This test requires blood to be drawn from a vein (usually one in the forearm), generally by a nurse or phlebotomist (an individual who has been trained to draw blood). A tourniquet is applied to the arm above the area where the needle stick will be performed. The site of the needle stick is cleaned with antiseptic, and the needle is inserted. The blood is collected in vacuum tubes. After collection, the needle is withdrawn, and pressure is kept on the blood draw site to stop any bleeding and decrease bruising. A bandage is then applied.


There are no restrictions on diet or physical activity, either before or after the blood test.


As with any blood tests, discomfort, bruising, and/or a very small amount of bleeding is common at the puncture site. Immediately after the needle is withdrawn, it is helpful to put pressure on the puncture site until the bleeding has stopped. This decreases the chance of significant bruising. Warm packs may relieve minor discomfort. Some individuals may feel briefly woozy after a blood test, and they should be encouraged to lie down and rest until they feel better.


Basic blood tests, such as sedimentation testing, do not carry any significant risks, other than slight bruising and the chance of brief dizziness.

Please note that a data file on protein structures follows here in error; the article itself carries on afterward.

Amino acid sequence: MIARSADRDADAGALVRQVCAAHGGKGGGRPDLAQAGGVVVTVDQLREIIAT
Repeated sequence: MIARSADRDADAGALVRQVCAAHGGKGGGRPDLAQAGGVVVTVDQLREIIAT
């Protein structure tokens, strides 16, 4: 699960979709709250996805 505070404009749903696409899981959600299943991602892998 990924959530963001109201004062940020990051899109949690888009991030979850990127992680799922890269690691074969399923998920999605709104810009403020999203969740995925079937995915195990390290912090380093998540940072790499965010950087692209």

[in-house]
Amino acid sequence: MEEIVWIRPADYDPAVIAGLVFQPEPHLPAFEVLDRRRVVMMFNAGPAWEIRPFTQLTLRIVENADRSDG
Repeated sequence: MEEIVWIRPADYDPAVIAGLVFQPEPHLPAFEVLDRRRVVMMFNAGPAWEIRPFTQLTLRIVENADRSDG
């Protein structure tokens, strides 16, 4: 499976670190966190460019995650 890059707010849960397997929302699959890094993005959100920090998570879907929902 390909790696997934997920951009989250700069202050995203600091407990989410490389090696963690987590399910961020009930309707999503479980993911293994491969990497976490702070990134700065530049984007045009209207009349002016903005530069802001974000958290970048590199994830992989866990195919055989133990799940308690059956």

The normal sedimentation rate range in men is 0-15 mm/hour. The normal sedimentation rate range in women is 0-20 mm/hour. The normal sedimentation rate range in children is 0-10 mm/hour. The normal sedimentation rate range in newborn babies is 0-2 mm/ hr. Women normally have higher sedimentation rates than men. People over the age of 50 years also have higher normal sedimentation rates than do younger individuals. Other factors that may increase the sedimentation rate without suggesting the presence of disease include obesity or pregnancy.

An elevated sedimentation rate can be caused by a number of conditions, including an episode of crisis in sickle cell disease, osteomyelitis, stroke, prostate cancer, coronary artery disease, rheumatoid arthritis, chronic infections, certain cancers (including Hodgkin’s disease and renal cell carcinoma), ankylosing spondylitis, thyroid disease, temporal arteritis, scleroderma, polyarteritis nodosa, systemic lupus erythematosus, infections (appendicitis, osteomyelitis, pelvic inflammatory disease, pneumonia), and Kawasaki disease in children.

An extremely elevated sedimentation rate can be caused by multiple myeloma and polymyalgia rheumatica.

An abnormally low sedimentation rate can be caused by sickle cell anemia (not during painful crisis), use of steroid medications, polycythemia, or high serum glucose.



Goldman L, Ausiello D., eds. Cecil Textbook of Internal Medicine. 23rd ed. Philadelphia: Saunders, 2008.

Harris ED et al. Kelley’s Textbook of Rheumatology. 7th ed. Philadelphia: Saunders, 2005.

Hoffman R. et al. Hematology: Basic Principles and Practice. 4th ed. Philadelphia: Elsevier, 2005.

McPherson RA et al. Henry’s Clinical Diagnosis and Management By Laboratory Methods. 21st ed. Philadelphia: Saunders, 2007.


American Association of Clinical Chemistry. 1850 K St., N.W Suite 625, Washington, DC 20006.


National Institutes of Health. [cited February 10, 2008].

Rosalyn Carson-DeWitt, MD

Segmental resection seeSegmentectomy